Jeju Kim Hak-beom’s stereotype shaking off, “I can’t force myself… I’ll go to Hallasan Country.”

Jeju United’s new head coach Kim Hak-beom has begun to break through stereotypes about himself.

Kim held a press conference on his inauguration at the Jeju United Club House at 2 p.m. on Saturday. “I’m happy to be in a good, beautiful, and happy Jeju,” he said. “I’ll play soccer with my teammates and coaches in a happy place.”랭크카지노주소

Kim has a brilliant career as a coach. Starting with Seongnam Ilhwa (current Seongnam FC) acting coach in 2004, he played for Henan Jenye (China), Gangwon FC, Seongnam FC, and Gwangju FC. He also won one league title and one FA Cup.

He also displayed leadership in the under-23 national team in 2018, winning the gold medal at the 2018 Jakarta-Palembang Asian Games, the 2020 Asian Football Confederation (AFC) U-23 Championship, and reaching the quarterfinals at the 2020 Tokyo Olympics.

There is also a static image surrounding him like a rich leader’s history. Strong charisma and tongue-in-cheek physical training are typical.

“The players know me so well that they don’t have to make an appeal,” head coach Kim said. “I think it’s important that we can all go together.” He added, “Now we’re a generation where coercive things don’t work,” and added, “When you understand why you have to do it, you get a better effect.”

As for climbing Hallasan Mountain, which is the same as Jeju’s winter training specialty, he said, “I want all of the U-18 team and club members to go up once, but I need permission to climb it.” He showed his example by saying, “If I have a chance, what if all members go up, but I will go to the country for now.”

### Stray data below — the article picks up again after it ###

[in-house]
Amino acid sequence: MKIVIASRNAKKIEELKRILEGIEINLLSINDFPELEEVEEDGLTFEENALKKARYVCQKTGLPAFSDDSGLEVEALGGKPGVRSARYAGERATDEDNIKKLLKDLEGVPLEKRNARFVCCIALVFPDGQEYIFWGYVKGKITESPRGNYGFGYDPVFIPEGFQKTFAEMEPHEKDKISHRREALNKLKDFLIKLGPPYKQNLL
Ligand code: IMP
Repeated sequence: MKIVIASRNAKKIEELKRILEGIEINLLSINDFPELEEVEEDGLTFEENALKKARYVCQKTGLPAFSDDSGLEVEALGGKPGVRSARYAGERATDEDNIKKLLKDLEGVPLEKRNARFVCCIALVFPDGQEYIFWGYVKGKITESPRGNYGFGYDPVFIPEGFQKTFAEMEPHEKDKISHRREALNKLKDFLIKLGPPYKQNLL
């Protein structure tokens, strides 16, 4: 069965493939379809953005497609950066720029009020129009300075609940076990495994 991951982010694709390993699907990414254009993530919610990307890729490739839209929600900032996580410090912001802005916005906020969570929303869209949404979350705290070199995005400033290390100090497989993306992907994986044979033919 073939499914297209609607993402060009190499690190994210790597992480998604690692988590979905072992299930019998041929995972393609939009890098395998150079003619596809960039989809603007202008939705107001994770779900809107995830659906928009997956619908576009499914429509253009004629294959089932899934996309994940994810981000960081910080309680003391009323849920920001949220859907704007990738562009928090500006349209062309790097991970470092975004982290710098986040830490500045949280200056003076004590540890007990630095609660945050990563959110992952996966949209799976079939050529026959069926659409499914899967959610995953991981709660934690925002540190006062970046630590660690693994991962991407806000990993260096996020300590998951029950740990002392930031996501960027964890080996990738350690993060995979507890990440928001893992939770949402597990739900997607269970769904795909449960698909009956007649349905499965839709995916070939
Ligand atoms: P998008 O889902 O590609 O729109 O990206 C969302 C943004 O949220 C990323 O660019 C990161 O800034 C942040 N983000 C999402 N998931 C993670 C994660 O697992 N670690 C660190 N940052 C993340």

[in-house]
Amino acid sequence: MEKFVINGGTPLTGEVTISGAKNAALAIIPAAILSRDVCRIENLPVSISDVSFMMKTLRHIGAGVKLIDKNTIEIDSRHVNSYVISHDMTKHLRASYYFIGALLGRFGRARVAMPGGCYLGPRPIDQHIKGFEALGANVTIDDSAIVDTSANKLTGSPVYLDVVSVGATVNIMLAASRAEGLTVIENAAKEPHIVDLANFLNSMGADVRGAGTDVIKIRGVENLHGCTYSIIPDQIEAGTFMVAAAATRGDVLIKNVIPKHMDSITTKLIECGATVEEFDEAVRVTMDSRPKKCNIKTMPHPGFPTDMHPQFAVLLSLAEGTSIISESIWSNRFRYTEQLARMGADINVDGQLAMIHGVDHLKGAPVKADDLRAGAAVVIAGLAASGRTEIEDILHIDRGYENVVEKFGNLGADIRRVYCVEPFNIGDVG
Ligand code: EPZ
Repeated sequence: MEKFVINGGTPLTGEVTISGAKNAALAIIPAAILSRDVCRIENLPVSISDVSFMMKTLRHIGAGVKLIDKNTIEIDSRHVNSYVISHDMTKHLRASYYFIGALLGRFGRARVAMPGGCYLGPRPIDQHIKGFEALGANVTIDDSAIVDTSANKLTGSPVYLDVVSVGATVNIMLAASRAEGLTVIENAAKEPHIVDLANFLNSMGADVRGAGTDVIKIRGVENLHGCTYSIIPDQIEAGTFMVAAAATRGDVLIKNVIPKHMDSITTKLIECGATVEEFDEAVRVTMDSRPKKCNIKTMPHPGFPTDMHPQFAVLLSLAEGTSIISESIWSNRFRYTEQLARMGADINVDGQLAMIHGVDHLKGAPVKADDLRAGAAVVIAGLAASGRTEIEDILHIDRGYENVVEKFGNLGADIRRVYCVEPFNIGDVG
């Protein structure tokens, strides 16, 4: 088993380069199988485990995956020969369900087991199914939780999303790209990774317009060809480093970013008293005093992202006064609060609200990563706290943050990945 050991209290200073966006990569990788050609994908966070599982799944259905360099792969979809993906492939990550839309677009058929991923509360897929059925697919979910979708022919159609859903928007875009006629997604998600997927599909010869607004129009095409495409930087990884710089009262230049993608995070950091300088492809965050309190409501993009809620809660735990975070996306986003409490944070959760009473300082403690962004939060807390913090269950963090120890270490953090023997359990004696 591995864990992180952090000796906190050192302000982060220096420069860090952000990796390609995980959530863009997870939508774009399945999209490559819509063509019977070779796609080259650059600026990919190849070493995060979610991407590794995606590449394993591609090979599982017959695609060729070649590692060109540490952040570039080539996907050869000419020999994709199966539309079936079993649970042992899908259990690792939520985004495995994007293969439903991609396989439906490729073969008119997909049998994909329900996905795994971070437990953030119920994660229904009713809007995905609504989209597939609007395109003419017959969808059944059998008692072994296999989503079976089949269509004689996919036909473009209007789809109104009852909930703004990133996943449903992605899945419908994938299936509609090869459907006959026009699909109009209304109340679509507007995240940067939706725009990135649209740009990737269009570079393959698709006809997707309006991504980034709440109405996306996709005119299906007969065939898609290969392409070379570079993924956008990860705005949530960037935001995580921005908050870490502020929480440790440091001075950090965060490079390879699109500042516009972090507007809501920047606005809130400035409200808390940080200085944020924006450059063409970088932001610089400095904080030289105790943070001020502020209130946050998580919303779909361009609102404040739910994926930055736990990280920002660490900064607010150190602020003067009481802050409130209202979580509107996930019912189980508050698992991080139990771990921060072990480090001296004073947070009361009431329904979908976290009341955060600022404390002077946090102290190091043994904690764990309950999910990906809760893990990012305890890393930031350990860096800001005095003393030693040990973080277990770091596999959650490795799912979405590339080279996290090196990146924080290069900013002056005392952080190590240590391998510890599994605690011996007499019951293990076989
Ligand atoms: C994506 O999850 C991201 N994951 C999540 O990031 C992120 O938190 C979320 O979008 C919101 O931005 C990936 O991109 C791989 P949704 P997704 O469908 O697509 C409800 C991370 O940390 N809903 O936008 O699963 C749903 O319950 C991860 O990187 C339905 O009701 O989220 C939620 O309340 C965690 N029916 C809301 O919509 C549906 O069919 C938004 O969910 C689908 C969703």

On top of that, he became the oldest coach in the K-League this season. Another challenge he has to overcome is that he returned to the K-League after seven years.

“I think age is a number and I don’t think it’s important,” head coach Kim said. “I don’t think the number is small and I think it’s fresh and good at communicating.” “It’s important to change your thoughts,” he said. “If I do well, I’ll do it responsibly because I think it will give more leaders a chance.”

I am also trying to figure out the flow of the K-League.” “According to figures, I was away for six seasons, but I was still there,” Kim said. “I was there to select players as national team coach by age.”

“The reason why the K-League is changing is that we used to go down for defensive soccer, but now we have to raise the line to play pressure soccer a lot. It is also a cloud of global soccer,” he said. “I’m encouraged because challenging leaders seem to want to play such soccer,” he said. “I’ve been watching the K-League all along.”

“Currently, European soccer has narrowed its gap compared to the World Cup in Qatar,” he said. “It is challenging to introduce such a thing. We don’t know without challenging ourselves,” he said, adding that he is also aware of global soccer trends.

“There has been no major league championship in Jeju since 1989,” he said, expressing expectations that “the representative, general manager, coaching staff, front desk and team will all unite to win the trophy. Please continue to pay attention and keep an eye on it.”

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